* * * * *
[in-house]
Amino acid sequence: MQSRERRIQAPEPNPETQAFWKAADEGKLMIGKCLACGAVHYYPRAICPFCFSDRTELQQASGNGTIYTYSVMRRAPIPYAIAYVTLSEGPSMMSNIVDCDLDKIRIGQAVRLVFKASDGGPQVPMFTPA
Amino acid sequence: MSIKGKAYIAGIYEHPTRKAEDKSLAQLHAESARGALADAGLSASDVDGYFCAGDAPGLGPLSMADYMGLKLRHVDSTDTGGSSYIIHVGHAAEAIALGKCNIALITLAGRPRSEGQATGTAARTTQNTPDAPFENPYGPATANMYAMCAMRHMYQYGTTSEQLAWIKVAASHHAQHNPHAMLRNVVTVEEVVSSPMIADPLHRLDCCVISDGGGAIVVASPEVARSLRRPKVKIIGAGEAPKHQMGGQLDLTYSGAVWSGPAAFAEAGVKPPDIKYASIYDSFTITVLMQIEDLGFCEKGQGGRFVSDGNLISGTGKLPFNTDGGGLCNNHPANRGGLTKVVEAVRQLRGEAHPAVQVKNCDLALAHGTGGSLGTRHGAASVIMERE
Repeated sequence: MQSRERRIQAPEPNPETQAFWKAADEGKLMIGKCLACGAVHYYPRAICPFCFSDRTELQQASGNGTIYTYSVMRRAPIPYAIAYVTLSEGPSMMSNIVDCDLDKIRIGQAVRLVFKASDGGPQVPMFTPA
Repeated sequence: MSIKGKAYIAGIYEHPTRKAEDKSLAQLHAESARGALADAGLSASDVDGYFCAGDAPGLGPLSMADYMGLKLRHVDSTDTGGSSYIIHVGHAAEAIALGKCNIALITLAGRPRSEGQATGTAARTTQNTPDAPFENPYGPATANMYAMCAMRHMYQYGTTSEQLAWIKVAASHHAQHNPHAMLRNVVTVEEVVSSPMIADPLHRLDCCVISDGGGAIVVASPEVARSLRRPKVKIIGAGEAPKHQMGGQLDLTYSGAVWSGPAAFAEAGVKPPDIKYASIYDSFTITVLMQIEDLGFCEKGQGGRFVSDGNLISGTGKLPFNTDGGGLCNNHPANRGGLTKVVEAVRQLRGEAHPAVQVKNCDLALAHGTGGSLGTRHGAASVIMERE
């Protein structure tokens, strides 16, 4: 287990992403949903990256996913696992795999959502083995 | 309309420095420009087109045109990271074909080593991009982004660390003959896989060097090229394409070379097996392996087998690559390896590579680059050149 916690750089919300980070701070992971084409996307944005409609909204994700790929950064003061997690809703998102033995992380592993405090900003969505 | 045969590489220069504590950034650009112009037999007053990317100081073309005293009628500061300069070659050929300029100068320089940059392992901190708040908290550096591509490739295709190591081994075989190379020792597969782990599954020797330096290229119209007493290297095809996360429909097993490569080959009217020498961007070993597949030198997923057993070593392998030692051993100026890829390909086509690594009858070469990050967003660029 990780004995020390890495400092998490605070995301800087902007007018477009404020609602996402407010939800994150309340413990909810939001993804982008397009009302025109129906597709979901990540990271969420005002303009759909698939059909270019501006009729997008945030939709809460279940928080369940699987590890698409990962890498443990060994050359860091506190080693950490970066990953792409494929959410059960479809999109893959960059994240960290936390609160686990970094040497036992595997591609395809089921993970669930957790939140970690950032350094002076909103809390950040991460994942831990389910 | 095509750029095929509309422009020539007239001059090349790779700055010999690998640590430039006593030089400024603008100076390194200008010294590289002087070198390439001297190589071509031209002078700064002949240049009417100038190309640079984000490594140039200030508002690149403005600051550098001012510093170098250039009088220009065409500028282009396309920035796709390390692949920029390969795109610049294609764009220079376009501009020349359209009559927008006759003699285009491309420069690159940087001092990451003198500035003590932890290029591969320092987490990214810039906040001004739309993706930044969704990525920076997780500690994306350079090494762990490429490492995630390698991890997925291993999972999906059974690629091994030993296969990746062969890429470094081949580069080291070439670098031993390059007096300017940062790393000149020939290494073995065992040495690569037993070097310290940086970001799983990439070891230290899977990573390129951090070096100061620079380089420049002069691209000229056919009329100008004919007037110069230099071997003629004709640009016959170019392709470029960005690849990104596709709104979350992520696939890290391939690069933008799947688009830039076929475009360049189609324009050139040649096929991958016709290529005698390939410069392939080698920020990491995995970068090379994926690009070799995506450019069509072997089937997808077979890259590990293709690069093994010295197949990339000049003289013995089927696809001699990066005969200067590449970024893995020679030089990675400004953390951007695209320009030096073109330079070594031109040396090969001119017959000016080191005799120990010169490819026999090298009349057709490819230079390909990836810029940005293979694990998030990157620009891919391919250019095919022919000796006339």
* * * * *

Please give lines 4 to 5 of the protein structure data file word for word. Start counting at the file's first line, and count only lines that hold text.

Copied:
Repeated sequence: MQSRERRIQAPEPNPETQAFWKAADEGKLMIGKCLACGAVHYYPRAICPFCFSDRTELQQASGNGTIYTYSVMRRAPIPYAIAYVTLSEGPSMMSNIVDCDLDKIRIGQAVRLVFKASDGGPQVPMFTPA
Repeated sequence: MSIKGKAYIAGIYEHPTRKAEDKSLAQLHAESARGALADAGLSASDVDGYFCAGDAPGLGPLSMADYMGLKLRHVDSTDTGGSSYIIHVGHAAEAIALGKCNIALITLAGRPRSEGQATGTAARTTQNTPDAPFENPYGPATANMYAMCAMRHMYQYGTTSEQLAWIKVAASHHAQHNPHAMLRNVVTVEEVVSSPMIADPLHRLDCCVISDGGGAIVVASPEVARSLRRPKVKIIGAGEAPKHQMGGQLDLTYSGAVWSGPAAFAEAGVKPPDIKYASIYDSFTITVLMQIEDLGFCEKGQGGRFVSDGNLISGTGKLPFNTDGGGLCNNHPANRGGLTKVVEAVRQLRGEAHPAVQVKNCDLALAHGTGGSLGTRHGAASVIMERE